• Lun. Jul 15th, 2024

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Manchester City winning four straight titles would be unprecedented – this is why it’s so hard

Manchester City winning four straight titles would be unprecedented – this is why it’s so hard

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Manchester City are two games away from winning a fourth consecutive league title, something that has not been done in the 135 years since Preston North End claimed England’s first. Some clubs have won four titles in five seasons, such as Aston Villa in the 1890s or Liverpool in the 1980s, but not even these great, dominant teams won four in a row.


On five occasions a club has won a hat-trick of titles and set off the following season to win a fourth — Huddersfield Town (1926-27), Arsenal (1935-36), Liverpool (1984-85) and Manchester United (2001-02 and 2009-10) — but each time they have fallen short.

A reason City look destined to become the first to win four consecutive titles is that only the last of these applies to them, in the shape of Arsenal. City are in the FA Cup final against Manchester United, but that is hardly keeping Pep Guardiola awake at night. Those four historic factors are also offset by City’s modern strengths — limitless wealth, Guardiola and experience.

Managerial disruption

Any discussion of the greatest figures in English football often begins with Herbert Chapman. A Yorkshireman born in 1878, Chapman may appear unfeasibly distant but he is regarded as the first modern manager, a man who shaped the game forever.

Chapman’s arrival at Huddersfield Town in 1921 initiated a revolution at a club who, at that stage, had never won a trophy.

They were improving, though. In 1920, they were promoted to England’s top tier, the old First Division. They also reached a first FA Cup final, losing to Aston Villa. It shows Chapman had talent to work with.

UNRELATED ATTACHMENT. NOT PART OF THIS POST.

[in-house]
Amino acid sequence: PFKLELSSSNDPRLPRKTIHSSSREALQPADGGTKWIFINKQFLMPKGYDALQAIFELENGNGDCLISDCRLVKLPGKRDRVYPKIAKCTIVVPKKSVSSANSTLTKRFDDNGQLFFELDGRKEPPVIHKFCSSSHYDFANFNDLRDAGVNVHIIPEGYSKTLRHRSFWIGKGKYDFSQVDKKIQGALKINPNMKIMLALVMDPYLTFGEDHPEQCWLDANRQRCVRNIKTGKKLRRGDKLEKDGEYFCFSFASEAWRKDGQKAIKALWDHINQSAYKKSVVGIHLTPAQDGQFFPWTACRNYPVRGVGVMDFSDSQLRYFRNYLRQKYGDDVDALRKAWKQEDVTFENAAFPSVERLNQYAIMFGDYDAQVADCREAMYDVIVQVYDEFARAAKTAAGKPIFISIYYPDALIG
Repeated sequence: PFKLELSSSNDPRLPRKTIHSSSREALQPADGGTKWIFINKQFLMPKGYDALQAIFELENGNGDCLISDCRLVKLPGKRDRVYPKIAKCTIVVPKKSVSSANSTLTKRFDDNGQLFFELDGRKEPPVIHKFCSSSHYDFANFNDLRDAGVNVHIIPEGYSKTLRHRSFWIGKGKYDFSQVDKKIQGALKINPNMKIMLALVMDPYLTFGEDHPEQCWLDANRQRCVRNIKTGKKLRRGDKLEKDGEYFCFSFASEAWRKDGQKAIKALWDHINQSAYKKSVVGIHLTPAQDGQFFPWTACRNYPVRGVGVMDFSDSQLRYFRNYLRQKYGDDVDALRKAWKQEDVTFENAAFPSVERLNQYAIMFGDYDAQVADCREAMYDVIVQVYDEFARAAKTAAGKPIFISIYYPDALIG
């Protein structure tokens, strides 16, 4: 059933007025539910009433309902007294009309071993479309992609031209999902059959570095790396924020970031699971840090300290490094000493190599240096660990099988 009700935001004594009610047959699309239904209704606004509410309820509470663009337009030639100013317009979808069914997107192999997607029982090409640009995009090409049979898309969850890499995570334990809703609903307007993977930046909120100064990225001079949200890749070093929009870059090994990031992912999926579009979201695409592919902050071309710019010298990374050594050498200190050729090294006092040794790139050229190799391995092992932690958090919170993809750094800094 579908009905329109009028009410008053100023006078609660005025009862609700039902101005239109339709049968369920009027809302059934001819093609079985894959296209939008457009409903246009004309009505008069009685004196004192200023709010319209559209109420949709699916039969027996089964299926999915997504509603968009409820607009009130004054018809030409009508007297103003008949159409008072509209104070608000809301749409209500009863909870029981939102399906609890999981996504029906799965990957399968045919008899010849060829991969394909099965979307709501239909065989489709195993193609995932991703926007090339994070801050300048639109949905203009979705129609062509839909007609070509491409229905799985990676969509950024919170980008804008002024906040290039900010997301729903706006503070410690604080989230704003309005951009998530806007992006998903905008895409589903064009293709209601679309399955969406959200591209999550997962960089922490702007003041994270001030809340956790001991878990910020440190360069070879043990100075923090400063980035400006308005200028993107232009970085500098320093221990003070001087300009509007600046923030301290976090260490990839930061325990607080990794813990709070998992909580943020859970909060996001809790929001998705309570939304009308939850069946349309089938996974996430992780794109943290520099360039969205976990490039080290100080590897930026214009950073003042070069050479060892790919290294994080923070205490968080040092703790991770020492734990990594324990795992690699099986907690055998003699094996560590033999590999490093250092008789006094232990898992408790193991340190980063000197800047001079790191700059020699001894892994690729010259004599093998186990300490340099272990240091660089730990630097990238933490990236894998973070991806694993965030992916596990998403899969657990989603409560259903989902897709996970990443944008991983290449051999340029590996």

But he made at least two stellar signings: Clem Stephenson, 30, an established captain from Villa, and George Brown, a teenager plucked from a Northumberland coal mine. In 1922, Huddersfield won the FA Cup and in the 1923-24 season, they were champions of England.

Herbert Chapman (back row, far left) and his great Huddersfield side of 1922 (PA Images via Getty Images)

It was by the narrowest of margins – goal average, the division of the number scored by the total conceded, which predated goal difference. The last goal of the season, scored by Brown, effectively took Huddersfield ahead of Cardiff City. For a provincial side, this was enormous. Arsenal, for example, had not yet been champions and City would not be until 1937.


That Chapman organised a Town repeat in 1924-25 was even more impressive. Huddersfield conceded a mere 28 goals in 42 games and Chapman was christened the ‘Napoleon of football’.

Then Arsenal signed Napoleon and Huddersfield had to react.

As with VARs today, times were changing. Arsenal corner-kick enthusiasts of 2024 will note that in 1924 players were now allowed to score directly from a corner. The first to do so was a Chapman player, Billy Smith. And in 1925-26 a more seismic change was introduced: the offside law now decreed that instead of needing three opponents (usually including a goalkeeper) to be between an attacking player and the goal, now it was two. The aim was to stimulate higher scoring.

It worked. Huddersfield still had the best defence in the country, but they conceded 60 goals. And they had their third consecutive title, despite the loss of Chapman.

Former Derby County manager Cecil Potter had succeeded Chapman, “against his own inclinations,” reported the Derby Telegraph newspaper. Potter coped with the upheaval but as he and the players prepared for a unique four-in-a-row, suddenly Potter was gone. It was “on account of ill health”, apparently. In came Jack Chaplin, a Scot and former Manchester City full-back. He had joined Huddersfield as a trainer under Chapman.

According to the Athletic News, Chaplin “has gained a real reputation as the man who has kept the Town players fit through three championship campaigns”, but by the third Saturday of the 2026-27 season, when beaten 2-0 at home, one headline read: “Not like the real Huddersfield.”

And so it proved. Newcastle United were champions in 1926-27, with Town second having drawn 17 games. They were fractionally less effective, which may ring a bell with Gary Neville about United in 2001-02.

Any perception United slackened off in the seasons after winning the historic 1999 treble is misplaced. In 1999-2000, they won a second consecutive title, by 18 points from Arsenal, and in 2000-01 it was by 10 points.


But at the end of that third Premier League triumph in 2001, Sir Alex Ferguson announced he would be retiring the following year. Neville said once Ferguson had shared his news “its unsettling effect was indisputable”. Ferguson later said, “There wasn’t the same performance level on the pitch.” United dipped a little, three points worse than the previous season, but finished third.

Alen Boksic celebrates scoring Middlesbrough’s winner at Manchester United in March 2002 (Laurence Griffiths/Getty Images)